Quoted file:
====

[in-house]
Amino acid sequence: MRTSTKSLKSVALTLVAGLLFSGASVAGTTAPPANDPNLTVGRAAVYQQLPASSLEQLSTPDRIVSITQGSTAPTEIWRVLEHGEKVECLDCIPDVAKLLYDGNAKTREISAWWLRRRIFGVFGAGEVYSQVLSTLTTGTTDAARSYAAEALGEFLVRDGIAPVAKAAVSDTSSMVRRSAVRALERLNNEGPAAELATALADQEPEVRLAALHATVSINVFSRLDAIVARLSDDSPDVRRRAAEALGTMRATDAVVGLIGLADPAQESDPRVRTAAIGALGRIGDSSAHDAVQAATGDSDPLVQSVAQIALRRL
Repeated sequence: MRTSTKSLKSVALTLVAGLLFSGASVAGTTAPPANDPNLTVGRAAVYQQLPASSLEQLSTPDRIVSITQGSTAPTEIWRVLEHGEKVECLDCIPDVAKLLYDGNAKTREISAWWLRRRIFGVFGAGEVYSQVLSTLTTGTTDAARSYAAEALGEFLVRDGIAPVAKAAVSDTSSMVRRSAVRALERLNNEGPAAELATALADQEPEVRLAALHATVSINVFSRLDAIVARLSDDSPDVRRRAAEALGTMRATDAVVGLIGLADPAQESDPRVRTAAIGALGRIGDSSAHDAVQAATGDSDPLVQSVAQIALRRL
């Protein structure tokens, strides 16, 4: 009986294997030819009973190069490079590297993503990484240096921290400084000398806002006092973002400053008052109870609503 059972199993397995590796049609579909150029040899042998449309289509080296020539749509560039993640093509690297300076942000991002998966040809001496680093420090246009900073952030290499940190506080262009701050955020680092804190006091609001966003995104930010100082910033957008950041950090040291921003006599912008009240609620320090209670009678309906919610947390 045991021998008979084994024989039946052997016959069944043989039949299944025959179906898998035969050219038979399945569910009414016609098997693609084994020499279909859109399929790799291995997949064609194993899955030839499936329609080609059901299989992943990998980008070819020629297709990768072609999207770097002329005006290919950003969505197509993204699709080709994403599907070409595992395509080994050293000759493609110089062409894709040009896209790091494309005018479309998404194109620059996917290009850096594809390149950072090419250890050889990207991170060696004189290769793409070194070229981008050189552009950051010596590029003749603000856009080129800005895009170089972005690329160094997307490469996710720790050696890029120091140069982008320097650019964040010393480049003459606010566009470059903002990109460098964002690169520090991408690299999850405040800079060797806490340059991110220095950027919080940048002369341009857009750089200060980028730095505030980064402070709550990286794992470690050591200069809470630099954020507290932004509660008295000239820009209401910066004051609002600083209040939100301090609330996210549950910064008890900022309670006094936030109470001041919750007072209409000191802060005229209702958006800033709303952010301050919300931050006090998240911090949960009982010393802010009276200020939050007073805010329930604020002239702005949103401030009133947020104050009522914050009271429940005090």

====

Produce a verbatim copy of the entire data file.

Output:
[in-house]
Amino acid sequence: MRTSTKSLKSVALTLVAGLLFSGASVAGTTAPPANDPNLTVGRAAVYQQLPASSLEQLSTPDRIVSITQGSTAPTEIWRVLEHGEKVECLDCIPDVAKLLYDGNAKTREISAWWLRRRIFGVFGAGEVYSQVLSTLTTGTTDAARSYAAEALGEFLVRDGIAPVAKAAVSDTSSMVRRSAVRALERLNNEGPAAELATALADQEPEVRLAALHATVSINVFSRLDAIVARLSDDSPDVRRRAAEALGTMRATDAVVGLIGLADPAQESDPRVRTAAIGALGRIGDSSAHDAVQAATGDSDPLVQSVAQIALRRL
Repeated sequence: MRTSTKSLKSVALTLVAGLLFSGASVAGTTAPPANDPNLTVGRAAVYQQLPASSLEQLSTPDRIVSITQGSTAPTEIWRVLEHGEKVECLDCIPDVAKLLYDGNAKTREISAWWLRRRIFGVFGAGEVYSQVLSTLTTGTTDAARSYAAEALGEFLVRDGIAPVAKAAVSDTSSMVRRSAVRALERLNNEGPAAELATALADQEPEVRLAALHATVSINVFSRLDAIVARLSDDSPDVRRRAAEALGTMRATDAVVGLIGLADPAQESDPRVRTAAIGALGRIGDSSAHDAVQAATGDSDPLVQSVAQIALRRL
């Protein structure tokens, strides 16, 4: 009986294997030819009973190069490079590297993503990484240096921290400084000398806002006092973002400053008052109870609503 059972199993397995590796049609579909150029040899042998449309289509080296020539749509560039993640093509690297300076942000991002998966040809001496680093420090246009900073952030290499940190506080262009701050955020680092804190006091609001966003995104930010100082910033957008950041950090040291921003006599912008009240609620320090209670009678309906919610947390 045991021998008979084994024989039946052997016959069944043989039949299944025959179906898998035969050219038979399945569910009414016609098997693609084994020499279909859109399929790799291995997949064609194993899955030839499936329609080609059901299989992943990998980008070819020629297709990768072609999207770097002329005006290919950003969505197509993204699709080709994403599907070409595992395509080994050293000759493609110089062409894709040009896209790091494309005018479309998404194109620059996917290009850096594809390149950072090419250890050889990207991170060696004189290769793409070194070229981008050189552009950051010596590029003749603000856009080129800005895009170089972005690329160094997307490469996710720790050696890029120091140069982008320097650019964040010393480049003459606010566009470059903002990109460098964002690169520090991408690299999850405040800079060797806490340059991110220095950027919080940048002369341009857009750089200060980028730095505030980064402070709550990286794992470690050591200069809470630099954020507290932004509660008295000239820009209401910066004051609002600083209040939100301090609330996210549950910064008890900022309670006094936030109470001041919750007072209409000191802060005229209702958006800033709303952010301050919300931050006090998240911090949960009982010393802010009276200020939050007073805010329930604020002239702005949103401030009133947020104050009522914050009271429940005090």